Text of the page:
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How Will Apple Perform Amid Inflation — And Recession?

By Vincent MartinStock MarketsAug 31, 2022 17:25
uk.investing.com/analysis/how-will-apple-perform-amid-inflation--and-recession-200534161
How Will Apple Perform Amid Inflation — And Recession?
By Vincent Martin   |  Aug 31, 2022 17:25
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  • Investors have not seen a mature Apple operate in a negative macroeconomic environment
  • The coming year likely presents a very real test
  • Another pullback from highs suggests investors are worried about that test — and a still-hefty valuation

One of the key questions surrounding Apple (NASDAQ:AAPL) is how the company will perform in a weaker macroeconomic environment. And one of the difficulties in judging AAPL stock at the moment is that we don’t really know the answer.

To be sure, we don’t really know the answer to the key questions surrounding most stocks. That’s precisely what makes investing challenging, enjoyable and, hopefully, fruitful. But in the case of Apple, we don’t even have much evidence on which to base our answer. We simply haven’t seen this version of the company navigate significant external difficulties.

It appears likely that will change. Inflation is a worldwide issue, and economic concerns are rising in markets like China and Europe. Apple is a U.S. company, but more than half of its revenue and profit comes from overseas, meaning it’s exposed to a number of potentially difficult markets. With the stock still reasonably expensive, investors need to trust that Apple can perform well in any environment to consider owning shares — even with a pullback of late.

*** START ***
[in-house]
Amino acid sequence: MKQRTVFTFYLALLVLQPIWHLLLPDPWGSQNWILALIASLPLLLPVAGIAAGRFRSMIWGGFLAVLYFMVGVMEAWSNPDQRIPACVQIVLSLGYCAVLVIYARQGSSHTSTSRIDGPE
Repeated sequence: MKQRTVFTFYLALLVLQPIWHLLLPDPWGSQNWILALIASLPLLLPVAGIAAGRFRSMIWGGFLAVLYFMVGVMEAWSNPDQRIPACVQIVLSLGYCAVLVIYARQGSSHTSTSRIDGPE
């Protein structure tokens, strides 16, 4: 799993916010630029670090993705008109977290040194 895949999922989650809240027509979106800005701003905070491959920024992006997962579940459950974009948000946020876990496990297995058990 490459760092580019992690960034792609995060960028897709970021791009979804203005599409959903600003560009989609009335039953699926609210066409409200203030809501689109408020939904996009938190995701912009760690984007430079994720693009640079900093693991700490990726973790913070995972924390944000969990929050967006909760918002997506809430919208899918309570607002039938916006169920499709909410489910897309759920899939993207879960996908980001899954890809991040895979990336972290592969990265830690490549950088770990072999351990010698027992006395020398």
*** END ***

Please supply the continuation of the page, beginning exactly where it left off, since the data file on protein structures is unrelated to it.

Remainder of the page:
Apple Weekly Chart
Apple Weekly Chart

Source: Investing.com

Looking Backward

Obviously, Apple has been through recessions before. But, again, it wasn’t this version of Apple.

Bear in mind that the first iPhone only went on sale in June 2007. That was months before the global financial crisis hit. The iPhone did sell incredibly well: revenue from the product and “related products and services” was $1.84 billion in fiscal 2008 (ending September), and $6.75 billion the following year. But given how ubiquitous the iPhone would become, and how revolutionary it was at the time, the external economic climate likely wasn’t as big a deterrent as it is at the moment.

We can, however, look at the smartphone leader at the time. That was Research In Motion, now known as BlackBerry (NYSE:BB). RIM navigated the crisis just fine: revenue nearly doubled in fiscal 2009 (ending February), and rose another 35% in FY10.

We very nearly did get a real-world example of what inflation might mean for Apple. In 2019, President Donald Trump imposed a 25% tariff on Chinese imports and threatened to go further. Given that many Apple products are assembled in China, the company was at risk.

The additional tariffs were never implemented, but one analyst estimated a hit to annual earnings of roughly 50 cents to 75 cents per share. Based on Apple’s share count at the time (4.5 billion; the stock has split since and Apple has bought back shares as well), that suggested a roughly $2-billion to $3-billion annual hit. Over the last four quarters, Apple has earned nearly $100 billion in net profit.

Is This Time Different For Apple?